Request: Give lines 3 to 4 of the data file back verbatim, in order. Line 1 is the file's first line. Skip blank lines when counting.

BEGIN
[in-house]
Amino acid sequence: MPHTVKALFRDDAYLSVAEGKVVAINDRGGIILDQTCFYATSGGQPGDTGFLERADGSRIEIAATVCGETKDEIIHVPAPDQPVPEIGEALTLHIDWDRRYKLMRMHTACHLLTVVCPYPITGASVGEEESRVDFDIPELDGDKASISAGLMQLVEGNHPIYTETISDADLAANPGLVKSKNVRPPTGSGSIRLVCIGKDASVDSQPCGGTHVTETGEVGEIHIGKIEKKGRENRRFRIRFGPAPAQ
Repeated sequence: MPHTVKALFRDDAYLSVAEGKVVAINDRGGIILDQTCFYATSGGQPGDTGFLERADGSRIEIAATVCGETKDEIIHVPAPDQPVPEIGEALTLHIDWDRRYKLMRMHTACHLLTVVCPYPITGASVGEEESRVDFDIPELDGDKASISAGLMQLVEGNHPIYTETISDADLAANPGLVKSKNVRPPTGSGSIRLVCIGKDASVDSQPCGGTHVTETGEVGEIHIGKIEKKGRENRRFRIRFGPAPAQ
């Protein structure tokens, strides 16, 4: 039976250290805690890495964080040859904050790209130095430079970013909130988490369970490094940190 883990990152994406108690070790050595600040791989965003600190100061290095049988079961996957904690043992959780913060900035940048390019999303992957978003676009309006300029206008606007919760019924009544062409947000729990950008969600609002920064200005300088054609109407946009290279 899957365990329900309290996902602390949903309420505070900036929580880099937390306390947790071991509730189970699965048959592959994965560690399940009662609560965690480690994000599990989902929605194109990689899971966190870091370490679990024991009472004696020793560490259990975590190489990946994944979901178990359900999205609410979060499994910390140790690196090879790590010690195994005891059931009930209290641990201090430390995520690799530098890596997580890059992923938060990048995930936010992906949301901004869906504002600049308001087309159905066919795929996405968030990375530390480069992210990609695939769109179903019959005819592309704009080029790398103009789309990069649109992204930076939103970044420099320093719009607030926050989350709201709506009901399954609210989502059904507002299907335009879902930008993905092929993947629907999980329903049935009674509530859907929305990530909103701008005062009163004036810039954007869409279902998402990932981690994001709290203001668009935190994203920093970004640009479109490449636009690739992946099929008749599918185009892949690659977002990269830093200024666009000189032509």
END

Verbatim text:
Repeated sequence: MPHTVKALFRDDAYLSVAEGKVVAINDRGGIILDQTCFYATSGGQPGDTGFLERADGSRIEIAATVCGETKDEIIHVPAPDQPVPEIGEALTLHIDWDRRYKLMRMHTACHLLTVVCPYPITGASVGEEESRVDFDIPELDGDKASISAGLMQLVEGNHPIYTETISDADLAANPGLVKSKNVRPPTGSGSIRLVCIGKDASVDSQPCGGTHVTETGEVGEIHIGKIEKKGRENRRFRIRFGPAPAQ
């Protein structure tokens, strides 16, 4: 039976250290805690890495964080040859904050790209130095430079970013909130988490369970490094940190 883990990152994406108690070790050595600040791989965003600190100061290095049988079961996957904690043992959780913060900035940048390019999303992957978003676009309006300029206008606007919760019924009544062409947000729990950008969600609002920064200005300088054609109407946009290279 899957365990329900309290996902602390949903309420505070900036929580880099937390306390947790071991509730189970699965048959592959994965560690399940009662609560965690480690994000599990989902929605194109990689899971966190870091370490679990024991009472004696020793560490259990975590190489990946994944979901178990359900999205609410979060499994910390140790690196090879790590010690195994005891059931009930209290641990201090430390995520690799530098890596997580890059992923938060990048995930936010992906949301901004869906504002600049308001087309159905066919795929996405968030990375530390480069992210990609695939769109179903019959005819592309704009080029790398103009789309990069649109992204930076939103970044420099320093719009607030926050989350709201709506009901399954609210989502059904507002299907335009879902930008993905092929993947629907999980329903049935009674509530859907929305990530909103701008005062009163004036810039954007869409279902998402990932981690994001709290203001668009935190994203920093970004640009479109490449636009690739992946099929008749599918185009892949690659977002990269830093200024666009000189032509």